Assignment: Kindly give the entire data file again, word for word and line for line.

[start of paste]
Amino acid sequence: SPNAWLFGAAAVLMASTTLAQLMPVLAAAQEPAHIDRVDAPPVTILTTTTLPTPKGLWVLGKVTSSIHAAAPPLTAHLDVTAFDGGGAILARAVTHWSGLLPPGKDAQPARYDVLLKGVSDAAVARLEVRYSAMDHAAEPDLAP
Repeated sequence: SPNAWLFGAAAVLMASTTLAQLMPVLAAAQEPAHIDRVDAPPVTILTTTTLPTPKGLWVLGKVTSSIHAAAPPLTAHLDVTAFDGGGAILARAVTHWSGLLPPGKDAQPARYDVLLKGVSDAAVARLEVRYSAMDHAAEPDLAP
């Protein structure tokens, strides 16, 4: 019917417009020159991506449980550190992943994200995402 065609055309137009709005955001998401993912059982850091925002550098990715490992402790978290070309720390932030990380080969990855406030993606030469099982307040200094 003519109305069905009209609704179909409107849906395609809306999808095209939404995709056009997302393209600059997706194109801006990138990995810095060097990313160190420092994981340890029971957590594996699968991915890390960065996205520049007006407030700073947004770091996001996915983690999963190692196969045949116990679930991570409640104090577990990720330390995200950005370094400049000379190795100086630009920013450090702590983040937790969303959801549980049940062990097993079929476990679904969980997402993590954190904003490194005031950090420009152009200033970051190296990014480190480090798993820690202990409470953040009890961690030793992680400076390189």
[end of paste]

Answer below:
Amino acid sequence: SPNAWLFGAAAVLMASTTLAQLMPVLAAAQEPAHIDRVDAPPVTILTTTTLPTPKGLWVLGKVTSSIHAAAPPLTAHLDVTAFDGGGAILARAVTHWSGLLPPGKDAQPARYDVLLKGVSDAAVARLEVRYSAMDHAAEPDLAP
Repeated sequence: SPNAWLFGAAAVLMASTTLAQLMPVLAAAQEPAHIDRVDAPPVTILTTTTLPTPKGLWVLGKVTSSIHAAAPPLTAHLDVTAFDGGGAILARAVTHWSGLLPPGKDAQPARYDVLLKGVSDAAVARLEVRYSAMDHAAEPDLAP
């Protein structure tokens, strides 16, 4: 019917417009020159991506449980550190992943994200995402 065609055309137009709005955001998401993912059982850091925002550098990715490992402790978290070309720390932030990380080969990855406030993606030469099982307040200094 003519109305069905009209609704179909409107849906395609809306999808095209939404995709056009997302393209600059997706194109801006990138990995810095060097990313160190420092994981340890029971957590594996699968991915890390960065996205520049007006407030700073947004770091996001996915983690999963190692196969045949116990679930991570409640104090577990990720330390995200950005370094400049000379190795100086630009920013450090702590983040937790969303959801549980049940062990097993079929476990679904969980997402993590954190904003490194005031950090420009152009200033970051190296990014480190480090798993820690202990409470953040009890961690030793992680400076390189």